How to choose a website theme for your business

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They say you shouldn’t judge a book by its cover, but that’s easier said than done. It takes only 50 milliseconds for visitors to form an opinion about your webblog and decide whether to stick around or click away.

Assuming you’re not a professional webblog designer, you’re going to rely on your theme and template to help you create a professional, trustworthy, and appealing design. Here I’ll walk you through how to make this happen, so you can choose a theme that leaves your visitors wondering where you’ve been all their lives.

Why your webblog theme matters

When choosing a theme for my first webblog, all I cared about was finding one that looked professional. I wasn’t aware of how much a theme could affect other things like my webblog speed and security.

  • Webblog speed. Poorly-coded and all-in-one themes tend to add tons of unneeded code and features, which can increase your theme’s size and load time significantly. This is important because Google uses blog speed and user experience as a ranking factor. Plus, no one’s going to stick around if your blog takes more than a few seconds to load.

  • Webblog security. When it comes to securing your business from attackers, your theme is one of the things you should pay close attention to. Themes that aren’t updated regularly to fix vulnerabilities are often an easy target for attackers.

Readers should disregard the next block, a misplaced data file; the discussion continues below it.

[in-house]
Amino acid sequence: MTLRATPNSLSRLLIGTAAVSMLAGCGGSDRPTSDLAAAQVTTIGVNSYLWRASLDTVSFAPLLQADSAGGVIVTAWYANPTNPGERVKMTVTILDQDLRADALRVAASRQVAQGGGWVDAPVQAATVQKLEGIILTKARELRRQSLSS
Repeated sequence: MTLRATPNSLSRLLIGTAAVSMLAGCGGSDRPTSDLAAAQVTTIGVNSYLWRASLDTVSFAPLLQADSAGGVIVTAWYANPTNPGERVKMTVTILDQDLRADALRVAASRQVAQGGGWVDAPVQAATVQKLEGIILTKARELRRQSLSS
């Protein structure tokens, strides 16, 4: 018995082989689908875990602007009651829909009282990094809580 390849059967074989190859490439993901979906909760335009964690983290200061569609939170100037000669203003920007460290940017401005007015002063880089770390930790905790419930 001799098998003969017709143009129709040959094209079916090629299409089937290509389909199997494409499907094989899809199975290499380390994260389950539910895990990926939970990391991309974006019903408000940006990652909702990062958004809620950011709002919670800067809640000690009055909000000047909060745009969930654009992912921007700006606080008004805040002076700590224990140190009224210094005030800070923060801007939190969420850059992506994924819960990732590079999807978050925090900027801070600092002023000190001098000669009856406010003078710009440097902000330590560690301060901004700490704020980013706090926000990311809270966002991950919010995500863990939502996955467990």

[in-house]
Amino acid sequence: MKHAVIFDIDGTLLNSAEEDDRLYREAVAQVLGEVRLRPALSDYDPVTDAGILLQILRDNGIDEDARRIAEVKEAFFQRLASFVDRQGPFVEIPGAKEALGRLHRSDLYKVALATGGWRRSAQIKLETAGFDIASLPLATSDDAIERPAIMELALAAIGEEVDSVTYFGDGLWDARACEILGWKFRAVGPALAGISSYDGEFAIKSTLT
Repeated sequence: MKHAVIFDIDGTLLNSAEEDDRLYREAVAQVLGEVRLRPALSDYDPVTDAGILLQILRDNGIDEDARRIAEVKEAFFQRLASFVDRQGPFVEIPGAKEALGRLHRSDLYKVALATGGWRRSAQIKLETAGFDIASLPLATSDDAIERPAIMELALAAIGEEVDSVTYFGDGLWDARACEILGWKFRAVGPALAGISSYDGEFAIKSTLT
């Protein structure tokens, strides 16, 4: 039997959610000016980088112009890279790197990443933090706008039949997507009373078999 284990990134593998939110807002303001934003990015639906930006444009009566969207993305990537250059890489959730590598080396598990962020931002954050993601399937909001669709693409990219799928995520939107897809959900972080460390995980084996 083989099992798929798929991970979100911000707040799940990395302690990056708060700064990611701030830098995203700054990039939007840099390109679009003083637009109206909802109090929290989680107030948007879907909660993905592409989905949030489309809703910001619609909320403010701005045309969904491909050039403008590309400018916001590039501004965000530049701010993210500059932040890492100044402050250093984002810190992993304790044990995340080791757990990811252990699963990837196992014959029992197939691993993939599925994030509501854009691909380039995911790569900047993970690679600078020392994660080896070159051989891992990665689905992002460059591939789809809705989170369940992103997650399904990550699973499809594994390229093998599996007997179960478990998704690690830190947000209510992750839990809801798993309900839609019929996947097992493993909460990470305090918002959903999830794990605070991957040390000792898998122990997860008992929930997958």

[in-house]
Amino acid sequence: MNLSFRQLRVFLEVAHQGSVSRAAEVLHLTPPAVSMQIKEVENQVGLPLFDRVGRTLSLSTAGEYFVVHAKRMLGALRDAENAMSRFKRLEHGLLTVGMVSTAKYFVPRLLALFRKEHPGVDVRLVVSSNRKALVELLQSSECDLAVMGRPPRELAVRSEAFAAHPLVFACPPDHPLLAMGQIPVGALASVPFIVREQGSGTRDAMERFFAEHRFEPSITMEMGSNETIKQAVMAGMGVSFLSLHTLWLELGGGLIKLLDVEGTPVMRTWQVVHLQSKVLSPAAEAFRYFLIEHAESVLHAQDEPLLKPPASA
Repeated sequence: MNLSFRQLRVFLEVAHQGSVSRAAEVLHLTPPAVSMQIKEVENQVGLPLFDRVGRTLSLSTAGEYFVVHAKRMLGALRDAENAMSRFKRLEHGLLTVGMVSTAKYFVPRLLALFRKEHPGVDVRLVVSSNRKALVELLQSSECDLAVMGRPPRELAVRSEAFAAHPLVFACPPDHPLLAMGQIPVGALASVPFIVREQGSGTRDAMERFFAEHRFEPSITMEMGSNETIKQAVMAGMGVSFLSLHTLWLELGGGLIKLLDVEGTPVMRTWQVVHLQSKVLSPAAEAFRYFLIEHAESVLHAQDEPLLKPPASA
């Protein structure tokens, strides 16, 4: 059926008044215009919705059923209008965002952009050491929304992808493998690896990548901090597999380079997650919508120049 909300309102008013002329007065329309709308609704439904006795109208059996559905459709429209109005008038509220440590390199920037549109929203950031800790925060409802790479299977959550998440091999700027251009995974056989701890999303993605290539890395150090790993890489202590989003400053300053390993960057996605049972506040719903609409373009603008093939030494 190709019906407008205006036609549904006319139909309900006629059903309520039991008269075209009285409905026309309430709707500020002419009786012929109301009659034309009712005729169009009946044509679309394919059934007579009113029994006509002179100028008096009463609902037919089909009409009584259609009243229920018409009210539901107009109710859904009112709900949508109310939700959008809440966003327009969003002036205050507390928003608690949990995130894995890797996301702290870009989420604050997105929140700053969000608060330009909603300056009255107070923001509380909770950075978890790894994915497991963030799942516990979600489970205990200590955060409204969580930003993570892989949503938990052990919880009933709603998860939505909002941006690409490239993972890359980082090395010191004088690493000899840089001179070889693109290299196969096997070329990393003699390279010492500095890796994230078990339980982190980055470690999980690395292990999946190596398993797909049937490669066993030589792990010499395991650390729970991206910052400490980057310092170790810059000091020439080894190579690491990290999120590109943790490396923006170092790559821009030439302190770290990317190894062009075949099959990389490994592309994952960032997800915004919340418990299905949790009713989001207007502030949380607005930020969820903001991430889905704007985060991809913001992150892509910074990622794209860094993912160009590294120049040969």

WordPress theme vs. template

When it comes to design, the words “theme” and “template” are often used interchangeably. But in the WordPress world, they mean different things.

A theme is the findation for the complete design of a webblog. This includes things like typography, color palettes, headers and footers, backgrounds, and page layouts. You can think of it as a newly-built house with a fixed number of bedrooms, some bathrooms, a kitchen, and built-in power outlets—but without any furniture, appliances, or decoration.

For example, here’s what the GeneratePress theme—which is the one I use for all my projects—looks like out of the box.

The GeneratePress theme out of the box

As you can see, it’s pretty basic. And this is what most themes (those newly-built houses) will look like after you first install them. At that point, you’ll have two options:

  1. Install a page builder or Gutenberg Blocks plugin to start designing your webblog, which would be like visiting a home improvement store, buying all the furniture, appliances, and decor you need, and putting everything the way you want it back at home.

  2. Use a pre-designed template, which would be like hiring an interior design company to do all the work for you.

For example, here’s what some of the pre-made templates for GeneratePress look like.

The GeneratePress templates

Remember, even if you hire an interior design company, you can still change things around later. This is the same with your template: if you use a pre-designed template, you can still customize it, but it will require less work since everything is already there and in good shape.

Where to find WordPress themes

While there are several places you can look for WordPress themes, the most common ones would be the WordPress.org directory and the theme developer’s webblog.

The benefit of the WordPress directory is that those themes all pass an initial review and quality standards before being listed. This doesn’t mean that all of the themes are great, but it’s a good baseline.

As you can imagine, there are so many themes that if you wanted to try all of them, you’d never launch your business webblog. When it comes to narrowing your search, here are a couple of things I recommend:

  • Use the Popular tab on WordPress.org. This will show you the themes that most people love and trust.

  • Search for “best WordPress themes” on Reddit. What I like about Reddit is that you get authentic feedback from actual users.